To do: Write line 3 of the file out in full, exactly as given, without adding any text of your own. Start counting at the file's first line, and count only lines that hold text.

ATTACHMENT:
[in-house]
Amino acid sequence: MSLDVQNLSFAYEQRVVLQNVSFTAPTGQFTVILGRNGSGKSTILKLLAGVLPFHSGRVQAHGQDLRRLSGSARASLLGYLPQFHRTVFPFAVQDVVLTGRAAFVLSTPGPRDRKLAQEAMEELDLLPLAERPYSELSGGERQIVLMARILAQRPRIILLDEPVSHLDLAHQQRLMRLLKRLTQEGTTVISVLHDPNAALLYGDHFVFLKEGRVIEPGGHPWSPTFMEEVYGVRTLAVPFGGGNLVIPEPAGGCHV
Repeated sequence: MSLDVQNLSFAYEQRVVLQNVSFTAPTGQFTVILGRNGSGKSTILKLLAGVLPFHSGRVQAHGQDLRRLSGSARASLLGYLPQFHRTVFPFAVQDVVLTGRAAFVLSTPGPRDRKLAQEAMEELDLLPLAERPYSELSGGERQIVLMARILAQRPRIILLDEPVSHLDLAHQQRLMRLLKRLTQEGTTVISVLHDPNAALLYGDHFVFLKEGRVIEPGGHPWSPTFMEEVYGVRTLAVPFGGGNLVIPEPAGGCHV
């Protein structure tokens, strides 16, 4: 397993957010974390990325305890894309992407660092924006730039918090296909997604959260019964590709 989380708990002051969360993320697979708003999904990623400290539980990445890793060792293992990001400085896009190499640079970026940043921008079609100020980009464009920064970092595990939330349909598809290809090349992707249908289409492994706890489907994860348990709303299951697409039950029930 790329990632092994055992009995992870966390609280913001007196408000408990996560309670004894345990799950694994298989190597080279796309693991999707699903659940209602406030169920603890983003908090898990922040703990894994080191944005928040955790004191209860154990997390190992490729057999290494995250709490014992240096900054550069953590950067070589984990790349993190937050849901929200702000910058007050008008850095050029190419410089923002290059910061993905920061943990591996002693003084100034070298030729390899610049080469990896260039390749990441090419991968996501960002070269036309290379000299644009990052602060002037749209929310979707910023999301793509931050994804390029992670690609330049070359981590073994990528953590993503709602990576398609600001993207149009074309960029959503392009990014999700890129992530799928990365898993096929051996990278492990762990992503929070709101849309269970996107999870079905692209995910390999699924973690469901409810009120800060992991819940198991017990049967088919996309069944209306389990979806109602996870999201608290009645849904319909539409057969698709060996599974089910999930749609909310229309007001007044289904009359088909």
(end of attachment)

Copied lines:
Repeated sequence: MSLDVQNLSFAYEQRVVLQNVSFTAPTGQFTVILGRNGSGKSTILKLLAGVLPFHSGRVQAHGQDLRRLSGSARASLLGYLPQFHRTVFPFAVQDVVLTGRAAFVLSTPGPRDRKLAQEAMEELDLLPLAERPYSELSGGERQIVLMARILAQRPRIILLDEPVSHLDLAHQQRLMRLLKRLTQEGTTVISVLHDPNAALLYGDHFVFLKEGRVIEPGGHPWSPTFMEEVYGVRTLAVPFGGGNLVIPEPAGGCHV